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The doctors thought I had inhaled a peanut. But I kept getting pneumonia. Finally, I went to a different hospital and the diagnosis was lung cancer.
I was only in first grade when doctors took out one of my lungs. All I remember is waking up and a machine was breathing for me. It took three months to recover.
When people think of kids and cancer, they think of leukemia — not lung cancer. New genomic studies are trying to figure out why healthy, young people who’ve never smoked are getting lung cancer in the first place.
A few years ago, I went to camp for kids who had survived cancer and for kids who are still fighting it. I would tell the kids going through chemo, “If you feel alone, you can talk to me.” I want to be a voice of hope for other kids because I’m a survivor. Now I’m raising money for research.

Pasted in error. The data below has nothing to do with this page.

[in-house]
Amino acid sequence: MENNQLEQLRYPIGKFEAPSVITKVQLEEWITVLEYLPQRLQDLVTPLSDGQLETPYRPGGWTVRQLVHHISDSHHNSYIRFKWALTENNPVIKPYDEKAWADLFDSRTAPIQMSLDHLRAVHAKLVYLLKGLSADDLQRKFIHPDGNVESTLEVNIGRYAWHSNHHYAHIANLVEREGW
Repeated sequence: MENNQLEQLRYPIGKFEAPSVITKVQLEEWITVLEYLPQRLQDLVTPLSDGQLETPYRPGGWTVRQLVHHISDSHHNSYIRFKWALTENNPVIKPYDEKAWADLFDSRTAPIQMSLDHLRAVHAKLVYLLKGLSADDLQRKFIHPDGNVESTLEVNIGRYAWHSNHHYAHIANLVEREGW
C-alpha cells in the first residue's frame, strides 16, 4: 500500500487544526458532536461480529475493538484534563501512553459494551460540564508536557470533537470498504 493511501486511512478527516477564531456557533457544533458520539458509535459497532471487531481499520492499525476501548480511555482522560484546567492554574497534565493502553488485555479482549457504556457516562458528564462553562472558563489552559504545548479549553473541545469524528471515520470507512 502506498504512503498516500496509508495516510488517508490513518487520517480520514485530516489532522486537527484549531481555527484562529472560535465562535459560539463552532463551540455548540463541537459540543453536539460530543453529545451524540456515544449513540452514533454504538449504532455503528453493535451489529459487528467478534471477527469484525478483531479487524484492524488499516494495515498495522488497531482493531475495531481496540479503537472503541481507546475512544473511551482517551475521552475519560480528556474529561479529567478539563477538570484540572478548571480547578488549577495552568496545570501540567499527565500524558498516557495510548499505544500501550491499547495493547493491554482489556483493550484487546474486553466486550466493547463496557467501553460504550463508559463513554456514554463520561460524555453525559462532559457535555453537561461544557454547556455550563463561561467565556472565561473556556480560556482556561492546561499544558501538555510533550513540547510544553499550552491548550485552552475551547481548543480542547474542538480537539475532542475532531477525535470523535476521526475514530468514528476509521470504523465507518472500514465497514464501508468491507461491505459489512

My generation is going to be affected by lung cancer, and we’ll be the next ones who can donate to the cause. Hopefully future research will help doctors use even better treatments for kids like me.
Gabby Wilson is a participant in the Genomics of Young Lung Cancer Study.